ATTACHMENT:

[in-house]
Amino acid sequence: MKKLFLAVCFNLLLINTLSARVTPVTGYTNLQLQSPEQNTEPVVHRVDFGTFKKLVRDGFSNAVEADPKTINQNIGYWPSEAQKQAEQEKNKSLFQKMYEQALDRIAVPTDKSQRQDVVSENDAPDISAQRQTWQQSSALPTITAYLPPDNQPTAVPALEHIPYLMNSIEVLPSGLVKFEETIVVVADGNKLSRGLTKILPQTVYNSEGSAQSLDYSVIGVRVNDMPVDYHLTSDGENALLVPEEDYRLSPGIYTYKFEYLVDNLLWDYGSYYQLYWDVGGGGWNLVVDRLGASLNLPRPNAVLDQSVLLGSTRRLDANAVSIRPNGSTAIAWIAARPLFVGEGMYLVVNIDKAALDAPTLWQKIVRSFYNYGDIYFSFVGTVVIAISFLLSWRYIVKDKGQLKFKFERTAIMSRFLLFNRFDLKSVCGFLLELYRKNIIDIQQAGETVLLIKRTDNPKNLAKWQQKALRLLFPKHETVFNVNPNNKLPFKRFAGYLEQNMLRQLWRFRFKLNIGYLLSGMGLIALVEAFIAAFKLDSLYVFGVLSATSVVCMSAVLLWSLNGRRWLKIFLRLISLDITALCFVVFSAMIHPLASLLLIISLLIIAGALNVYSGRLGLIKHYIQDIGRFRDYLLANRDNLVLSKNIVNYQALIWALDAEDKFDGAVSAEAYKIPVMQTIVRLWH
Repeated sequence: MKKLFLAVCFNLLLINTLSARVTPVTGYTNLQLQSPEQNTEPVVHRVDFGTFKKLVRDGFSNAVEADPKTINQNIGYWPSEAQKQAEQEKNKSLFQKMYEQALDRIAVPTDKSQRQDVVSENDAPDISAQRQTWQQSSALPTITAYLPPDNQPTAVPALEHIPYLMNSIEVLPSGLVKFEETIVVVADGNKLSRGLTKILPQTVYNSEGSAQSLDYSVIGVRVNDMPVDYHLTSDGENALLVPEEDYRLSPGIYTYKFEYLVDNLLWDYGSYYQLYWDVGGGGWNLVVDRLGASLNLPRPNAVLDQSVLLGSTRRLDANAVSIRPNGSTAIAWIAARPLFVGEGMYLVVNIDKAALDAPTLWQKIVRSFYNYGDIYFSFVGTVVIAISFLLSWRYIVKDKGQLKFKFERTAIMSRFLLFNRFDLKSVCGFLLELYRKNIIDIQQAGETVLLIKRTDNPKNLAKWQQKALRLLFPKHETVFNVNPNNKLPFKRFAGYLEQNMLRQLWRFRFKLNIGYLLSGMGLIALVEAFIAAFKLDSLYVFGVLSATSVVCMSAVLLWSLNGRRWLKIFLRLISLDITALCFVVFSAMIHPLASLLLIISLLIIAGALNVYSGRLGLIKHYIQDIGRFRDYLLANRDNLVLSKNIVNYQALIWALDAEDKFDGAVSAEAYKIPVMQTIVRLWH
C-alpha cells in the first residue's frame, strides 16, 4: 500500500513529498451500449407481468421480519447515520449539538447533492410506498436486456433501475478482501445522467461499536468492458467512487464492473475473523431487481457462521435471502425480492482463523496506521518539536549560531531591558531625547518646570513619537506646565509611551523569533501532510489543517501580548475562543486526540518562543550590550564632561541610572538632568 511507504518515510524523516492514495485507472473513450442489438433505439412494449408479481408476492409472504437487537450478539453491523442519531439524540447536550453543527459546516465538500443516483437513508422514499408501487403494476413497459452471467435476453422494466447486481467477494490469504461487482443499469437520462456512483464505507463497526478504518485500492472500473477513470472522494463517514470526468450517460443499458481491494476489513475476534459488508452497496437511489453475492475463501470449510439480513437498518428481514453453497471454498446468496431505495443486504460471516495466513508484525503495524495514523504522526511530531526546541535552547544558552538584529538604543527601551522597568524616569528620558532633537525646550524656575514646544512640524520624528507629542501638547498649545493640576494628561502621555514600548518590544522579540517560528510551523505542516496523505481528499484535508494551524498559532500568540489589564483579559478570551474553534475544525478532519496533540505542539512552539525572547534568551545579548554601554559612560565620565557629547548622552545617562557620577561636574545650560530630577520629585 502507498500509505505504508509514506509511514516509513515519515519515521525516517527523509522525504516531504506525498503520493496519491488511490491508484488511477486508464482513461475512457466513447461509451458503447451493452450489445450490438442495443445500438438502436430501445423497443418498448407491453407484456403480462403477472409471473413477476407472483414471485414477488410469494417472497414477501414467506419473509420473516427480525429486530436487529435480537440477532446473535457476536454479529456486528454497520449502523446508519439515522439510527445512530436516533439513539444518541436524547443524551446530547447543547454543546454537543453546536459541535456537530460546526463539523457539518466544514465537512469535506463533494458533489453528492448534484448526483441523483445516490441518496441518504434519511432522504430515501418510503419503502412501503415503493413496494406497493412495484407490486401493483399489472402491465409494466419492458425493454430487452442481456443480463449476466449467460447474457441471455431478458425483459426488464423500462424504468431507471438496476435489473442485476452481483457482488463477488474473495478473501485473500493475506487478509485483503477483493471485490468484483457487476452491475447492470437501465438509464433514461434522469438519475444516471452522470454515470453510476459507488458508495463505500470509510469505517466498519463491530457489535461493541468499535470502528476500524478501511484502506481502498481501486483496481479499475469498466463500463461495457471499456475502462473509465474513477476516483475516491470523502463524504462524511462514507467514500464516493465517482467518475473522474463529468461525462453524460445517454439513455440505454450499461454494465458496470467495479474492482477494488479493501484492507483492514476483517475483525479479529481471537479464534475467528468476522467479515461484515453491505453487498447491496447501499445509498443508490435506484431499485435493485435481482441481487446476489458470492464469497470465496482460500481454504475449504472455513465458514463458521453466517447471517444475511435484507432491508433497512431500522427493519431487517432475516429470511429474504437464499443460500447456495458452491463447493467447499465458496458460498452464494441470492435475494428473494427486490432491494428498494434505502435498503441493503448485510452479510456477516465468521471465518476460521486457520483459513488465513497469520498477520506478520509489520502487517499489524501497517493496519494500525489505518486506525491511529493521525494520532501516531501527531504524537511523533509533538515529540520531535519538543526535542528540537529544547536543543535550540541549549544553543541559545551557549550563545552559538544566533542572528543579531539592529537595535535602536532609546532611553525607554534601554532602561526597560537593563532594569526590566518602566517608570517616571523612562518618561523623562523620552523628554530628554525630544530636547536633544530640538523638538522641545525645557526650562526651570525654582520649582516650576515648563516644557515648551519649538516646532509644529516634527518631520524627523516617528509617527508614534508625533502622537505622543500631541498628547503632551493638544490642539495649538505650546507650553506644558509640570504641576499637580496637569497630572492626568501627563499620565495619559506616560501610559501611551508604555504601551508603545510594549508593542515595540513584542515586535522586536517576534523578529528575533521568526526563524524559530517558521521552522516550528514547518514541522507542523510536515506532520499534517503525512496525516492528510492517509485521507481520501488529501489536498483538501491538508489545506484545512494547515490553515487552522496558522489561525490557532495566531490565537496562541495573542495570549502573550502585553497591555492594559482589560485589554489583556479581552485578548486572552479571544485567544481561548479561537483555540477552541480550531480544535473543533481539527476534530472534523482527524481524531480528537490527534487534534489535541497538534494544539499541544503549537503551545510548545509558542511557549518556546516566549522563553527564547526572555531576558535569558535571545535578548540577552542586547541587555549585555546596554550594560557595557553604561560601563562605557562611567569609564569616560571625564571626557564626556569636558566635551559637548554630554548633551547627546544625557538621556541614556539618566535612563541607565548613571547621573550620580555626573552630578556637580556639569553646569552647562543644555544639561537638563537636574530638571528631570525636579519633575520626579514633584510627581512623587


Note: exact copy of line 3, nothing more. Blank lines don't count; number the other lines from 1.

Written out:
Repeated sequence: MKKLFLAVCFNLLLINTLSARVTPVTGYTNLQLQSPEQNTEPVVHRVDFGTFKKLVRDGFSNAVEADPKTINQNIGYWPSEAQKQAEQEKNKSLFQKMYEQALDRIAVPTDKSQRQDVVSENDAPDISAQRQTWQQSSALPTITAYLPPDNQPTAVPALEHIPYLMNSIEVLPSGLVKFEETIVVVADGNKLSRGLTKILPQTVYNSEGSAQSLDYSVIGVRVNDMPVDYHLTSDGENALLVPEEDYRLSPGIYTYKFEYLVDNLLWDYGSYYQLYWDVGGGGWNLVVDRLGASLNLPRPNAVLDQSVLLGSTRRLDANAVSIRPNGSTAIAWIAARPLFVGEGMYLVVNIDKAALDAPTLWQKIVRSFYNYGDIYFSFVGTVVIAISFLLSWRYIVKDKGQLKFKFERTAIMSRFLLFNRFDLKSVCGFLLELYRKNIIDIQQAGETVLLIKRTDNPKNLAKWQQKALRLLFPKHETVFNVNPNNKLPFKRFAGYLEQNMLRQLWRFRFKLNIGYLLSGMGLIALVEAFIAAFKLDSLYVFGVLSATSVVCMSAVLLWSLNGRRWLKIFLRLISLDITALCFVVFSAMIHPLASLLLIISLLIIAGALNVYSGRLGLIKHYIQDIGRFRDYLLANRDNLVLSKNIVNYQALIWALDAEDKFDGAVSAEAYKIPVMQTIVRLWH